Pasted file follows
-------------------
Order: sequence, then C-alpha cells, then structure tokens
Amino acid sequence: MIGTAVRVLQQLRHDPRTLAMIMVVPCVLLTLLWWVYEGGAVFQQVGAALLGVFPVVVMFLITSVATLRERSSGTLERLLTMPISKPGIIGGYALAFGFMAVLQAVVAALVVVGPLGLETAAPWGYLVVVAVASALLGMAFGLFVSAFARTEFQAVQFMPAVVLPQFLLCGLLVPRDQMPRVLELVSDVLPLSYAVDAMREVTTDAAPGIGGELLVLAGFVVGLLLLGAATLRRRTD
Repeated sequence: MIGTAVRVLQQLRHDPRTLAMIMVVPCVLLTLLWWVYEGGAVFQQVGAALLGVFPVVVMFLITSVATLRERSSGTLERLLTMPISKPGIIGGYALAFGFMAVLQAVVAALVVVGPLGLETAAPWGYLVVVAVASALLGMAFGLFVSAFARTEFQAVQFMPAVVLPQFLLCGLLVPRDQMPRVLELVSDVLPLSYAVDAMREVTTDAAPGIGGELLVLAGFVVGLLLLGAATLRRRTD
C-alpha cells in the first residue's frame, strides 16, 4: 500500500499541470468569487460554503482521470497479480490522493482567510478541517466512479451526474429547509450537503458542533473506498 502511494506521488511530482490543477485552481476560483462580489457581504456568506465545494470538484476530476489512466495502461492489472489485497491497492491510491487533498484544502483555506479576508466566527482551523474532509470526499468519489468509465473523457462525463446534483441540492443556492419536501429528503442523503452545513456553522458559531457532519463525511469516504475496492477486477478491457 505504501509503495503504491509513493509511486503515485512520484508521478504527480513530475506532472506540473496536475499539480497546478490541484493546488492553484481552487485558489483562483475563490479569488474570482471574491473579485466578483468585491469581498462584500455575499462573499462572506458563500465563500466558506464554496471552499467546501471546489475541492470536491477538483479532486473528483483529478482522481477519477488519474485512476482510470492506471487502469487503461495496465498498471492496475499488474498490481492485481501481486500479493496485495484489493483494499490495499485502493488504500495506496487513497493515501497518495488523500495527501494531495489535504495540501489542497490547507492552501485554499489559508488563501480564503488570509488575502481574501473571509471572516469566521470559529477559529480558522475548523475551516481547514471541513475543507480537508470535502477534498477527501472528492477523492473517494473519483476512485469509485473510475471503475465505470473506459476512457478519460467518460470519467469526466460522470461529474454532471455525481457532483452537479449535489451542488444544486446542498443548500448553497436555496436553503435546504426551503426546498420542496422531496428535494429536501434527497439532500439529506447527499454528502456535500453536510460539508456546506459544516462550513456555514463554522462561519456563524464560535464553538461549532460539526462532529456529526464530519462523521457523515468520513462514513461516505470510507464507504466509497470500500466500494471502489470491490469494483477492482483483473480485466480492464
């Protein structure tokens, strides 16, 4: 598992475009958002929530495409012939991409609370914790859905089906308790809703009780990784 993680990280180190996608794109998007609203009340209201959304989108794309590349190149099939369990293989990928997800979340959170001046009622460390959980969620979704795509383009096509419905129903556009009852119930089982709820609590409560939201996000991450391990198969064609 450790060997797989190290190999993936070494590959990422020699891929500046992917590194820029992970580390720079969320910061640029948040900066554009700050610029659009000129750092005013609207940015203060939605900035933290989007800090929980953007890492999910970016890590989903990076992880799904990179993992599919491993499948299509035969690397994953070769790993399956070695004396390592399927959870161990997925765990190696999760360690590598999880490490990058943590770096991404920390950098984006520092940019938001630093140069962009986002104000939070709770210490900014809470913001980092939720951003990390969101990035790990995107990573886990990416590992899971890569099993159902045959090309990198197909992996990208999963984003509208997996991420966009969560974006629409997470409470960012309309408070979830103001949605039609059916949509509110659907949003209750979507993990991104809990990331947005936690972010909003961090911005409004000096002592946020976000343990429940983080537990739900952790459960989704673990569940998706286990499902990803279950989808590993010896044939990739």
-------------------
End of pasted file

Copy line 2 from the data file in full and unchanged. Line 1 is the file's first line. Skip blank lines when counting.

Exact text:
Amino acid sequence: MIGTAVRVLQQLRHDPRTLAMIMVVPCVLLTLLWWVYEGGAVFQQVGAALLGVFPVVVMFLITSVATLRERSSGTLERLLTMPISKPGIIGGYALAFGFMAVLQAVVAALVVVGPLGLETAAPWGYLVVVAVASALLGMAFGLFVSAFARTEFQAVQFMPAVVLPQFLLCGLLVPRDQMPRVLELVSDVLPLSYAVDAMREVTTDAAPGIGGELLVLAGFVVGLLLLGAATLRRRTD